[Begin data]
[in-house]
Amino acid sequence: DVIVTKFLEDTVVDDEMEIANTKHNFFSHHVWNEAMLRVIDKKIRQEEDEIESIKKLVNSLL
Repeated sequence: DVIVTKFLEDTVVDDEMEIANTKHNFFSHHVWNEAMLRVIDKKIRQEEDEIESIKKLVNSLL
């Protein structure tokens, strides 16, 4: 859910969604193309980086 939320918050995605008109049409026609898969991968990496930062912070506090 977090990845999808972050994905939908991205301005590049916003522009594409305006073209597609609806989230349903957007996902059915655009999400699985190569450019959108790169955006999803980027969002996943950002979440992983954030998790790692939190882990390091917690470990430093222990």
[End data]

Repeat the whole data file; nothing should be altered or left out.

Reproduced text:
[in-house]
Amino acid sequence: DVIVTKFLEDTVVDDEMEIANTKHNFFSHHVWNEAMLRVIDKKIRQEEDEIESIKKLVNSLL
Repeated sequence: DVIVTKFLEDTVVDDEMEIANTKHNFFSHHVWNEAMLRVIDKKIRQEEDEIESIKKLVNSLL
């Protein structure tokens, strides 16, 4: 859910969604193309980086 939320918050995605008109049409026609898969991968990496930062912070506090 977090990845999808972050994905939908991205301005590049916003522009594409305006073209597609609806989230349903957007996902059915655009999400699985190569450019959108790169955006999803980027969002996943950002979440992983954030998790790692939190882990390091917690470990430093222990």